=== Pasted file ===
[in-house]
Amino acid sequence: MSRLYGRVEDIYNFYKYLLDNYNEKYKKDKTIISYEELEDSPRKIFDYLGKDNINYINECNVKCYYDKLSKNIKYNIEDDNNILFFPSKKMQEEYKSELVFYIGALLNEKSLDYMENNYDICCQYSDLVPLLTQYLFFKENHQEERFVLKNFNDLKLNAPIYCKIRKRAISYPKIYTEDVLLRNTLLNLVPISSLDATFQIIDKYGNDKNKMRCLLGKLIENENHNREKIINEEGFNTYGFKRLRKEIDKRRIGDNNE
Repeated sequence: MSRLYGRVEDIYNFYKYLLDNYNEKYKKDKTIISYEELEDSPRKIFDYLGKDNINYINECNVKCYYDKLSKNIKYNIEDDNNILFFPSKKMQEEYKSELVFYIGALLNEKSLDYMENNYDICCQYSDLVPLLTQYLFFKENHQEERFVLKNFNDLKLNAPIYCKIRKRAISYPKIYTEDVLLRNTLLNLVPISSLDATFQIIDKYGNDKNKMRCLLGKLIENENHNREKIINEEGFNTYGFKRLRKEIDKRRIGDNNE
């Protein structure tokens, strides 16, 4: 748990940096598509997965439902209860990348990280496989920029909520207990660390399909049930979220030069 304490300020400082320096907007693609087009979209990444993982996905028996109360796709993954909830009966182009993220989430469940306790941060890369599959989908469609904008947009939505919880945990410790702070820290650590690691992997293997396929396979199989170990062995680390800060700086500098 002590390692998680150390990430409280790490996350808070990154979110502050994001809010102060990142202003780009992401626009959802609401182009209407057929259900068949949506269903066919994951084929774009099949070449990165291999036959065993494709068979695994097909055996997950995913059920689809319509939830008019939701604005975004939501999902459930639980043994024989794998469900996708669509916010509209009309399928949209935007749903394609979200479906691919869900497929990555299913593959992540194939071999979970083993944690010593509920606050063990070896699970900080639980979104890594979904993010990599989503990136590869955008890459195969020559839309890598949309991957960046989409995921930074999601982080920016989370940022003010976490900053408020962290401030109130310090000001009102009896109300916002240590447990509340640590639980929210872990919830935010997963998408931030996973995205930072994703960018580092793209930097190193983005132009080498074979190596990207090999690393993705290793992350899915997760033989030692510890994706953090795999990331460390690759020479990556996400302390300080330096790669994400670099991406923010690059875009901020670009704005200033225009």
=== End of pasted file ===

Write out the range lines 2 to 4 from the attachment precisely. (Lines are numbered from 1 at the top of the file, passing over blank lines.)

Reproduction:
Amino acid sequence: MSRLYGRVEDIYNFYKYLLDNYNEKYKKDKTIISYEELEDSPRKIFDYLGKDNINYINECNVKCYYDKLSKNIKYNIEDDNNILFFPSKKMQEEYKSELVFYIGALLNEKSLDYMENNYDICCQYSDLVPLLTQYLFFKENHQEERFVLKNFNDLKLNAPIYCKIRKRAISYPKIYTEDVLLRNTLLNLVPISSLDATFQIIDKYGNDKNKMRCLLGKLIENENHNREKIINEEGFNTYGFKRLRKEIDKRRIGDNNE
Repeated sequence: MSRLYGRVEDIYNFYKYLLDNYNEKYKKDKTIISYEELEDSPRKIFDYLGKDNINYINECNVKCYYDKLSKNIKYNIEDDNNILFFPSKKMQEEYKSELVFYIGALLNEKSLDYMENNYDICCQYSDLVPLLTQYLFFKENHQEERFVLKNFNDLKLNAPIYCKIRKRAISYPKIYTEDVLLRNTLLNLVPISSLDATFQIIDKYGNDKNKMRCLLGKLIENENHNREKIINEEGFNTYGFKRLRKEIDKRRIGDNNE
């Protein structure tokens, strides 16, 4: 748990940096598509997965439902209860990348990280496989920029909520207990660390399909049930979220030069 304490300020400082320096907007693609087009979209990444993982996905028996109360796709993954909830009966182009993220989430469940306790941060890369599959989908469609904008947009939505919880945990410790702070820290650590690691992997293997396929396979199989170990062995680390800060700086500098 002590390692998680150390990430409280790490996350808070990154979110502050994001809010102060990142202003780009992401626009959802609401182009209407057929259900068949949506269903066919994951084929774009099949070449990165291999036959065993494709068979695994097909055996997950995913059920689809319509939830008019939701604005975004939501999902459930639980043994024989794998469900996708669509916010509209009309399928949209935007749903394609979200479906691919869900497929990555299913593959992540194939071999979970083993944690010593509920606050063990070896699970900080639980979104890594979904993010990599989503990136590869955008890459195969020559839309890598949309991957960046989409995921930074999601982080920016989370940022003010976490900053408020962290401030109130310090000001009102009896109300916002240590447990509340640590639980929210872990919830935010997963998408931030996973995205930072994703960018580092793209930097190193983005132009080498074979190596990207090999690393993705290793992350899915997760033989030692510890994706953090795999990331460390690759020479990556996400302390300080330096790669994400670099991406923010690059875009901020670009704005200033225009």